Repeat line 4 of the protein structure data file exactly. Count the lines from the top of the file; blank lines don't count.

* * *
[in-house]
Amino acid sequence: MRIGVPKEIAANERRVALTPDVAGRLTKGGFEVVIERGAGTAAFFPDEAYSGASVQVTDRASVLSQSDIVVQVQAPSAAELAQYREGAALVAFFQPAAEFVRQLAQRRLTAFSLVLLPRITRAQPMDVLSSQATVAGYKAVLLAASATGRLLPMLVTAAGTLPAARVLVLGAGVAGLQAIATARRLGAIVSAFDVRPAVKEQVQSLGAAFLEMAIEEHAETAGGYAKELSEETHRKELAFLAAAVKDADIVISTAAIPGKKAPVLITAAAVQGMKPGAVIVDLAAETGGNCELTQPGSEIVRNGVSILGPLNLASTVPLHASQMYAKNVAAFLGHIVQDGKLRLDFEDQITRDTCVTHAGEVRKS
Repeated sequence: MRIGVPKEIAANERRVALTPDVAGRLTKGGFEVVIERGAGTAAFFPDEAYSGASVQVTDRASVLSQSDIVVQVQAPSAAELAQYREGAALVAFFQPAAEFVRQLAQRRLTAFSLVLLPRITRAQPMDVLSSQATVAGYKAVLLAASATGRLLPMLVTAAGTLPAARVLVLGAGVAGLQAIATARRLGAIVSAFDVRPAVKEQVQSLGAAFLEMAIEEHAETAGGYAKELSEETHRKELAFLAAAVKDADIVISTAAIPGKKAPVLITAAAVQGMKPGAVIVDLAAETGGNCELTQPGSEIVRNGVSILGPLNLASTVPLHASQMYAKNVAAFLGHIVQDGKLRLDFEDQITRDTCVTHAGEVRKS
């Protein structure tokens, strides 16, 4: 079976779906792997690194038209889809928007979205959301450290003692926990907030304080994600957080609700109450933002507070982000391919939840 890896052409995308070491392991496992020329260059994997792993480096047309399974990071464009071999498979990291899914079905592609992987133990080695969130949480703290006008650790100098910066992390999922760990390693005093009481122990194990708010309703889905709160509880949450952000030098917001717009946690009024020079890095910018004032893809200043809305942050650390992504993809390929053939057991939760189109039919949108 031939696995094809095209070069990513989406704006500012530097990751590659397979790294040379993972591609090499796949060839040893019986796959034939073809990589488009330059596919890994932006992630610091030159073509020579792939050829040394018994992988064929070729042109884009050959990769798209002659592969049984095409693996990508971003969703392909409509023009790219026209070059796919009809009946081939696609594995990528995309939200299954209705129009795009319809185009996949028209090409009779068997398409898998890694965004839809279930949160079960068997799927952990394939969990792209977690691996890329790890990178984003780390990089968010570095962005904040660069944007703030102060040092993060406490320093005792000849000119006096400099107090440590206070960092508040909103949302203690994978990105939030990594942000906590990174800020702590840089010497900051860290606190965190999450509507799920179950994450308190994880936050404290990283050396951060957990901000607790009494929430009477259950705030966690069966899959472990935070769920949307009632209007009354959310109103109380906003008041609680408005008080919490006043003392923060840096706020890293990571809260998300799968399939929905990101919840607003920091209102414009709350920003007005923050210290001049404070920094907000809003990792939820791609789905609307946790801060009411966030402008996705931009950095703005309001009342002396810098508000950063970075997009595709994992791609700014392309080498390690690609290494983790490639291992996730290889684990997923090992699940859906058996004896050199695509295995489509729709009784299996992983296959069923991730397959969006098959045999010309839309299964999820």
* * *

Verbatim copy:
């Protein structure tokens, strides 16, 4: 079976779906792997690194038209889809928007979205959301450290003692926990907030304080994600957080609700109450933002507070982000391919939840 890896052409995308070491392991496992020329260059994997792993480096047309399974990071464009071999498979990291899914079905592609992987133990080695969130949480703290006008650790100098910066992390999922760990390693005093009481122990194990708010309703889905709160509880949450952000030098917001717009946690009024020079890095910018004032893809200043809305942050650390992504993809390929053939057991939760189109039919949108 031939696995094809095209070069990513989406704006500012530097990751590659397979790294040379993972591609090499796949060839040893019986796959034939073809990589488009330059596919890994932006992630610091030159073509020579792939050829040394018994992988064929070729042109884009050959990769798209002659592969049984095409693996990508971003969703392909409509023009790219026209070059796919009809009946081939696609594995990528995309939200299954209705129009795009319809185009996949028209090409009779068997398409898998890694965004839809279930949160079960068997799927952990394939969990792209977690691996890329790890990178984003780390990089968010570095962005904040660069944007703030102060040092993060406490320093005792000849000119006096400099107090440590206070960092508040909103949302203690994978990105939030990594942000906590990174800020702590840089010497900051860290606190965190999450509507799920179950994450308190994880936050404290990283050396951060957990901000607790009494929430009477259950705030966690069966899959472990935070769920949307009632209007009354959310109103109380906003008041609680408005008080919490006043003392923060840096706020890293990571809260998300799968399939929905990101919840607003920091209102414009709350920003007005923050210290001049404070920094907000809003990792939820791609789905609307946790801060009411966030402008996705931009950095703005309001009342002396810098508000950063970075997009595709994992791609700014392309080498390690690609290494983790490639291992996730290889684990997923090992699940859906058996004896050199695509295995489509729709009784299996992983296959069923991730397959969006098959045999010309839309299964999820």